We've also got no record in the Bible that Jesus ever worked. Well, he was a preacher, you might say. But he didn't ever seem to work, and, furthermore, he never seemed to urge anybody else to work. In fact, the call of Jesus seemed to be a call for people to leave what they were doing, and then follow him all around Galilee.

Work as a form of idolatry.

In God's continuing creativity, our present structures of work may not be divinely ordained. Work, like any human endeavor—sex, money, art—can be tainted by human sin. Work may be a gracious gift, glorifying to God, but we also need to ask ourselves, Am I giving to my job that which I ought to give only to God?

I think for a lot of us that sin takes the form of idolatry to work; we give honor and energy that ought only to be given to God, to our jobs. When work becomes the end toward which all human creativity is directed, work becomes an idol—just another means of avoiding God, rather than serving God. We Christians believe that our love for God comes as a gift—not as some human achievement. We're taught that we're saved by God's grace, not by human works.

In my last congregation, what was driving a lot of people to an early grave: Drugs? Alcohol? No. It was work. I asked people, "Why are you sacrificing your health, your wellbeing? Why are you spending all of those nights down at the office, all of those days on the road?" They were always quick to tell me, "Oh, I'm doing it for my family, so they can have a better life." But I wonder if a prophet might name it idolatry—giving to a job that which ought to be given to God; attempting to create a secure world so we don't need God.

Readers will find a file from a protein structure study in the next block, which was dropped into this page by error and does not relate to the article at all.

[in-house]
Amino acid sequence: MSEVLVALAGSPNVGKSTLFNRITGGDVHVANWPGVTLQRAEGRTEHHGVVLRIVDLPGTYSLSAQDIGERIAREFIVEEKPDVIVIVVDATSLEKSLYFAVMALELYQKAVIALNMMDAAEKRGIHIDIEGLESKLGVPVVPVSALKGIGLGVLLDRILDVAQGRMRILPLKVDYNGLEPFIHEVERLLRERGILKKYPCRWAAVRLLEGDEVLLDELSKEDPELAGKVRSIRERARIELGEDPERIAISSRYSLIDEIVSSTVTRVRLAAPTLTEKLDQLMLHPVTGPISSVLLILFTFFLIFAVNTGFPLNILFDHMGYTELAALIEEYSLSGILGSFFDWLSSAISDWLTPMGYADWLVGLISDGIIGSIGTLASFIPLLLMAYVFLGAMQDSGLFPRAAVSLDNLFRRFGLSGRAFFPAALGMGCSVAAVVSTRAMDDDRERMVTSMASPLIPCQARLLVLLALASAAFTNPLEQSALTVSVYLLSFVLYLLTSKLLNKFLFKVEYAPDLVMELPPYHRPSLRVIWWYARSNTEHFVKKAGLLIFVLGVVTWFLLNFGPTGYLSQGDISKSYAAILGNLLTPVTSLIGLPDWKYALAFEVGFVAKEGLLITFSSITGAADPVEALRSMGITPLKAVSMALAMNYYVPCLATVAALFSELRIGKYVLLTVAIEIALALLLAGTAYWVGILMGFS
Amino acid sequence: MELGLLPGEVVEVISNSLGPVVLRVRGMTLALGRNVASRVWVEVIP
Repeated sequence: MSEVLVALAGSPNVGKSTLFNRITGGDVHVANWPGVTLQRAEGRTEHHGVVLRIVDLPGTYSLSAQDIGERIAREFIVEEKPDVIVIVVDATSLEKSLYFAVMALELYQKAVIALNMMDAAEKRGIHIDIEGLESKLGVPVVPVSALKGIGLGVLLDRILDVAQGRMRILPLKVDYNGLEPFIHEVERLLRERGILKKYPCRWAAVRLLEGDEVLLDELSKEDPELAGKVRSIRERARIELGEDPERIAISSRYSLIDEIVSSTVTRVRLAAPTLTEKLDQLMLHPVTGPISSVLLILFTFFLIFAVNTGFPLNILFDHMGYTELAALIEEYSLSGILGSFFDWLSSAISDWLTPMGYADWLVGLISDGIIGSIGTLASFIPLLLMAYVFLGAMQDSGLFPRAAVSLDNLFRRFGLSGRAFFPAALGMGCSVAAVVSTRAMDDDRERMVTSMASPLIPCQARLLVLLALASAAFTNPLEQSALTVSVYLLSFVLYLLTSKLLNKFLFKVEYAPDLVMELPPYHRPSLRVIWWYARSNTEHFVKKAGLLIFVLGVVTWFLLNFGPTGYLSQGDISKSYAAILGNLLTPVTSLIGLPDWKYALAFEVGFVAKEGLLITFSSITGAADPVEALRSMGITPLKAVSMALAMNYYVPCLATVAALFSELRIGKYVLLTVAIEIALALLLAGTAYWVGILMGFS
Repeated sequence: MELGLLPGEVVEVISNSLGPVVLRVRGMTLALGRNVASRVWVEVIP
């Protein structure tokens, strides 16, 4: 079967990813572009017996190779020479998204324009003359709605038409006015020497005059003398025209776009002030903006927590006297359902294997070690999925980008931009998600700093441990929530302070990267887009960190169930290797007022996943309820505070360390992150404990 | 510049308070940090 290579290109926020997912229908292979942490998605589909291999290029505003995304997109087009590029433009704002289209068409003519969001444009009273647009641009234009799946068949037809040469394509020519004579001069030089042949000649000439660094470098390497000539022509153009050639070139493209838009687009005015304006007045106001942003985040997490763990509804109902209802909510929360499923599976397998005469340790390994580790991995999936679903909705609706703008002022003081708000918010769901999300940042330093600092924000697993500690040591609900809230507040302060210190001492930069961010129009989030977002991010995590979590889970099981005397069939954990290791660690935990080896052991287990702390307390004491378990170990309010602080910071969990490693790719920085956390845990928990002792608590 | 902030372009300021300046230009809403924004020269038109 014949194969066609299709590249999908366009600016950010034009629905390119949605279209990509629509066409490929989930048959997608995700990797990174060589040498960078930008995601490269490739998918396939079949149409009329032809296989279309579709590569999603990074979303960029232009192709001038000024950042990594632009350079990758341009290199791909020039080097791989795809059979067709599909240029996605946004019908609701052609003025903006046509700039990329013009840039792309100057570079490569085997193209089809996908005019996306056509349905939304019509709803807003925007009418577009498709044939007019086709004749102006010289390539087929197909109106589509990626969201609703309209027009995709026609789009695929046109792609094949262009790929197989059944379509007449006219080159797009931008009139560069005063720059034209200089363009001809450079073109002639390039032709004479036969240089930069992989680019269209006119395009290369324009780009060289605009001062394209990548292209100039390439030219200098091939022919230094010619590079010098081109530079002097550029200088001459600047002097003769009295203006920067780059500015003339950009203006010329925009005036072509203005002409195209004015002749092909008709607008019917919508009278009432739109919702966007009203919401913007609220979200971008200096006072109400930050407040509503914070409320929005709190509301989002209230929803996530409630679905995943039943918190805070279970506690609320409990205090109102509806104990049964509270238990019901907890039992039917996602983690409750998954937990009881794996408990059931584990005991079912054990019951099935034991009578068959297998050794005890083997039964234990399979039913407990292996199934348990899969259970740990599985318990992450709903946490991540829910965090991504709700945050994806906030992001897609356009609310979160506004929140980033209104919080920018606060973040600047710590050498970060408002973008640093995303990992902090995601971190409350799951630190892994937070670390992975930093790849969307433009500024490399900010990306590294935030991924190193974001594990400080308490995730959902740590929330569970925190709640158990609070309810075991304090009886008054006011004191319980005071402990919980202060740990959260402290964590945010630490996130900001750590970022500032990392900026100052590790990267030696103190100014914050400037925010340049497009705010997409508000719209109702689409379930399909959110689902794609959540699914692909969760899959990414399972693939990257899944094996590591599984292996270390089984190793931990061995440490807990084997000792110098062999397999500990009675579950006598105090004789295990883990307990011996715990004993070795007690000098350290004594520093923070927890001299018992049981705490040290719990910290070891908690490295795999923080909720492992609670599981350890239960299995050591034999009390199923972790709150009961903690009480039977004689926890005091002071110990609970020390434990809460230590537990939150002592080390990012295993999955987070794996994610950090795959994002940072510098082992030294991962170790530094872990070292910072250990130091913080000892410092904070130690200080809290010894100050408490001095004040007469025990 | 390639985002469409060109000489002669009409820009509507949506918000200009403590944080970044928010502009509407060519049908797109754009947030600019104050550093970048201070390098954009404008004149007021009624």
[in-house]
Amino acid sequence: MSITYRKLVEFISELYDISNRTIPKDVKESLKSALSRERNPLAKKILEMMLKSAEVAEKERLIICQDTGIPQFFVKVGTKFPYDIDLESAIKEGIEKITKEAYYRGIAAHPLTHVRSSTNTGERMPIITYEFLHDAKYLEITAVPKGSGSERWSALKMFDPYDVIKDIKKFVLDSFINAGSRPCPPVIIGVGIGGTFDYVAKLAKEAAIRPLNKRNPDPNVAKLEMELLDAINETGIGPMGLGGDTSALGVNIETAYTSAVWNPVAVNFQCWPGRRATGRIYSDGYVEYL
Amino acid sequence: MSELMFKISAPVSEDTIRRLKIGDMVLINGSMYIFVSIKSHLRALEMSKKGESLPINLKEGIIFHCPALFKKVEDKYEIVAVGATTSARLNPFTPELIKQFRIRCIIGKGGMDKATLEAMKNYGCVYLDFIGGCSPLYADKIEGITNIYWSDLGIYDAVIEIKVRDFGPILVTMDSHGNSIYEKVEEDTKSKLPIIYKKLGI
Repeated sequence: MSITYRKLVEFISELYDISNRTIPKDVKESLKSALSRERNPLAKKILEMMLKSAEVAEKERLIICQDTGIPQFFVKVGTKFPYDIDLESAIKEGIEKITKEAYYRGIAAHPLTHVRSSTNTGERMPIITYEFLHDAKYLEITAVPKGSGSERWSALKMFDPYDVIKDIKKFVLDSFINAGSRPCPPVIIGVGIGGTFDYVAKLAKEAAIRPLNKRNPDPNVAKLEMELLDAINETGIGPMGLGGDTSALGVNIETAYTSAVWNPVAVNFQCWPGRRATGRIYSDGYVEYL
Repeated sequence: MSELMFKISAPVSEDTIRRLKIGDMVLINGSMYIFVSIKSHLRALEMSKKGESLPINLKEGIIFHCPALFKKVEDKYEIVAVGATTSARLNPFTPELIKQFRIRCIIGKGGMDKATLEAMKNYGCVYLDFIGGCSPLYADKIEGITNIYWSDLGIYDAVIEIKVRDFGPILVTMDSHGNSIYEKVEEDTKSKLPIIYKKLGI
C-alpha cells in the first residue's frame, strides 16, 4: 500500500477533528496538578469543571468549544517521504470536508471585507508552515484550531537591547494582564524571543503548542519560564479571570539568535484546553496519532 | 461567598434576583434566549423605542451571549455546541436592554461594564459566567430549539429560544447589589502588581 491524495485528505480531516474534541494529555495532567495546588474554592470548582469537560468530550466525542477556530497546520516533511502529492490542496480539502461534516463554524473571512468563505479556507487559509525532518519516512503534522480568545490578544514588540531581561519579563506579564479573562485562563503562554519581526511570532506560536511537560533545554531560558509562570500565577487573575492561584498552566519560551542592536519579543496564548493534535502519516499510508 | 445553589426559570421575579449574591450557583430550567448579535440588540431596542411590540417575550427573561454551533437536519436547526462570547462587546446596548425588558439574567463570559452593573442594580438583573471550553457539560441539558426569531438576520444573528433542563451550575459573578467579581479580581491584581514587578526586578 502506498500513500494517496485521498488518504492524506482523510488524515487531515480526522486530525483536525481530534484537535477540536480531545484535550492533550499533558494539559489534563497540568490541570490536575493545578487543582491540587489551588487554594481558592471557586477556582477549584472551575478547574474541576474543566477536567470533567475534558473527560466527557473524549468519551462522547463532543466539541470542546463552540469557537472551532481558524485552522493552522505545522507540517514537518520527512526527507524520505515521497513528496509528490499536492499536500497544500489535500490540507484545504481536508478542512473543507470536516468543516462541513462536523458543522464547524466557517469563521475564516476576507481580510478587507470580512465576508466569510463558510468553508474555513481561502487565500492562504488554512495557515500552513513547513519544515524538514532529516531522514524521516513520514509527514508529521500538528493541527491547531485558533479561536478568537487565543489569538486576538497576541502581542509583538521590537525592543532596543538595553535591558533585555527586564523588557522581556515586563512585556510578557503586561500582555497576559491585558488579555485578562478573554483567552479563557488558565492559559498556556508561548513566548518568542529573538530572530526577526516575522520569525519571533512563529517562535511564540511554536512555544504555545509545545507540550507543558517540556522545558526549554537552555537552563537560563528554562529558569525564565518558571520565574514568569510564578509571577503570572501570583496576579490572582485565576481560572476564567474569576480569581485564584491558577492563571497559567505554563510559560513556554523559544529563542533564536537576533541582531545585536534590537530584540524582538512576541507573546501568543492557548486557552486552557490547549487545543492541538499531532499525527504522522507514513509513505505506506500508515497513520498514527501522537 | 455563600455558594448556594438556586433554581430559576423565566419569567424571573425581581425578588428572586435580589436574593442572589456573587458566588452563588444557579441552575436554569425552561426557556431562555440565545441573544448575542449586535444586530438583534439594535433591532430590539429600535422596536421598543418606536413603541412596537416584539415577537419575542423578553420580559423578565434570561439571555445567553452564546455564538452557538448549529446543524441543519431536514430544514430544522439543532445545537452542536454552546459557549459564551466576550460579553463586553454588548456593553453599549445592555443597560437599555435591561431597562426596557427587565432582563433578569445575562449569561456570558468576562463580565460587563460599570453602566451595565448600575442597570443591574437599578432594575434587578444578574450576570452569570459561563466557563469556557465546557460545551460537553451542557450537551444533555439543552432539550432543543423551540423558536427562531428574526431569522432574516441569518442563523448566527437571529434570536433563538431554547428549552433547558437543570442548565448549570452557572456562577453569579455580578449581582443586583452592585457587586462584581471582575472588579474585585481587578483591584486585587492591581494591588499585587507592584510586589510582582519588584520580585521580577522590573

Work and materialism.

Furthermore, work's relationship to materialism and acquisition provides yet another possible source of Christian suspicion about work. The Bible is relentless in its attack on the rich. In the Bible, the poor are never blamed for their poverty. It's the rich that have got big problems—those who work and those who accumulate. Jesus consistently teaches that one's life does not consist in one's possessions. "What does it profit to gain whole worlds and lose a soul?"

The Old Testament shows a remarkable concern for minute details of economic justice, giving attention to issues like wages and contracts and fairness. Leviticus says, "You shall not keep back a worker's wages until the next day." To be poor, to be unemployed is clearly a tragedy in Scripture. Economics, when it's spoken of in the Bible, is clearly a sphere of sin rather than blessing.